The overwhelming response to the bid by Vermont Senator Bernie Sanders for the Democratic presidential nomination suggests the potential for dissident candidacies that challenge the political, social, and economic status quo. Yet Sanders is the first to admit that he is making an uphill run against the party establishment.
If the branches of the status quo within the two major parties manage to nominate Republican Jeb Bush and Democrat Hillary Clinton next year, a third-party bid by Stein could attract significant support.
The question is whether Stein, who this week formally launched her second presidential bid, will gain the hearing that is necessary to realize that potential. That is far from guaranteed, because the status quo polices presidential campaigns in order to maintain itself. That policing begins with ballot-access demands that make it hard for millions of American voters to have the multi-party choices that are available to voters in Germany, Japan, France, Britain, Canada, and every other credible democracy.
Even if Stein and the Greens secure every available ballot line—and they have a smart, ambitious plan for busting through the barriers—that still does not guarantee that she will be heard.
This is because the status quo polices the political discourse via the Commission on Presidential Debates (CPD), a vehicle constructed by the two major parties to maintain their duopoly. In 2012, Stein and Green vice-presidential candidate Cheri Honkala were arrested for trying to enter a presidential debate sponsored by the CPD.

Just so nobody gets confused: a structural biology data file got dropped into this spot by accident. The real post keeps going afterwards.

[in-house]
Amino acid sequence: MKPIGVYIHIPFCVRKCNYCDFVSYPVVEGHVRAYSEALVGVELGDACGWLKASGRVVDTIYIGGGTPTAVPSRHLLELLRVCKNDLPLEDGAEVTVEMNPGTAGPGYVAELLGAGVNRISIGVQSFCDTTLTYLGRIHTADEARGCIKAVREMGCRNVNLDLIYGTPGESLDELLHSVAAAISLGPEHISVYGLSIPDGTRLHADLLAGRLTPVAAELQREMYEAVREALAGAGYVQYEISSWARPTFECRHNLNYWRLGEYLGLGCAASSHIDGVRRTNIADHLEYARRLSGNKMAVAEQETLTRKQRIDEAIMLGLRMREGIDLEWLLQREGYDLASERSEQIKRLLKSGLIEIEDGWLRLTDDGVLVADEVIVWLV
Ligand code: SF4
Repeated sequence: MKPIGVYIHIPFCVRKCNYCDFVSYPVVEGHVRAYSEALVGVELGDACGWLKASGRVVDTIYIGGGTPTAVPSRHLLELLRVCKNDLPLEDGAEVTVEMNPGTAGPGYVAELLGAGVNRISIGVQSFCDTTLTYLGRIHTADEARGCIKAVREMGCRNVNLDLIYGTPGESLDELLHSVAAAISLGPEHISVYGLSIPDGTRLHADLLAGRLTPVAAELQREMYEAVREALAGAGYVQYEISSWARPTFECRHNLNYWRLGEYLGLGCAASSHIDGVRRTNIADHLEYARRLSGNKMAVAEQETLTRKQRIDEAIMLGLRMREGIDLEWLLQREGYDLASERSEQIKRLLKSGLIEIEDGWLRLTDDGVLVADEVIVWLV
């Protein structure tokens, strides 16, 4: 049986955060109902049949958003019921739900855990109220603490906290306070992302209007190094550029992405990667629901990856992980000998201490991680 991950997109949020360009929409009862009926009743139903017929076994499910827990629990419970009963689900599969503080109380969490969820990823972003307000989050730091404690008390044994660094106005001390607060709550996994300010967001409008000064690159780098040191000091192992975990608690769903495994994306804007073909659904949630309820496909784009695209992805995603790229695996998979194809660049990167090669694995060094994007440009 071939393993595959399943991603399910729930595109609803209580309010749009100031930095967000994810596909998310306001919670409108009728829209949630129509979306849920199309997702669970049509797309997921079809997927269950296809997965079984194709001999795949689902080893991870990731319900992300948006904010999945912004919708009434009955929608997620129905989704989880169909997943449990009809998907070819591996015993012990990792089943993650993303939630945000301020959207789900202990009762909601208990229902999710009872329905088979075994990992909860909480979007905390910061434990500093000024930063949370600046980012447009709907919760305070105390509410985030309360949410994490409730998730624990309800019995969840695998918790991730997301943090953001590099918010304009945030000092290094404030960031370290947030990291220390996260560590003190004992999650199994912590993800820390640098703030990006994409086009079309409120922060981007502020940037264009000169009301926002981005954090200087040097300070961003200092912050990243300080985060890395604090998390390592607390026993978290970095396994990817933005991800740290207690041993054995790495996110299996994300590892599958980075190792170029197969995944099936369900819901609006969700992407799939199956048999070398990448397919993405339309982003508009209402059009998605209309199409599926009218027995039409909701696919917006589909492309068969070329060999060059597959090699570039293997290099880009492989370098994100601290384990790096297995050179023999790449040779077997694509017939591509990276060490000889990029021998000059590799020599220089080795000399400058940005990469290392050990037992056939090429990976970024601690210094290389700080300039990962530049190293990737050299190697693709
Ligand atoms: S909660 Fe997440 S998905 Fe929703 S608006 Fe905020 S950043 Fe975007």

This year, Stein is starting early by joining other third-party contenders who have been excluded from CPD debates as plaintiffs in a historic legal challenge to the commission’s practices. Filed by the group Our American Initiative, the lawsuit seeks to open up the 2016 debates to alternative candidates and alternative views.
“The [lawsuit] from Our America Initiative, paired with the initiatives of the Free and Equal Elections Foundation, are essential to the movement for real democracy and real solutions,” explains Stein, who notes that “a majority of U.S. adults say a third major political party is needed.”
But for minor parties to become major parties, and for new ideas to enter the mainstream discourse, the political process must be more open, flexible, and free.
Americans of every partisanship and ideology must support open debates. Like initiatives to protect voting rights and limit the influence of big money, efforts to assure that voters have access to diverse choices and a robust discourse are not just about the mechanics of election campaigns. They are essential to establishing vital and meaningful democracy.
Stein says that “the American people have the right to hear from the full spectrum of their choices, so we can begin to secure a government that is truly of, by and for the people!”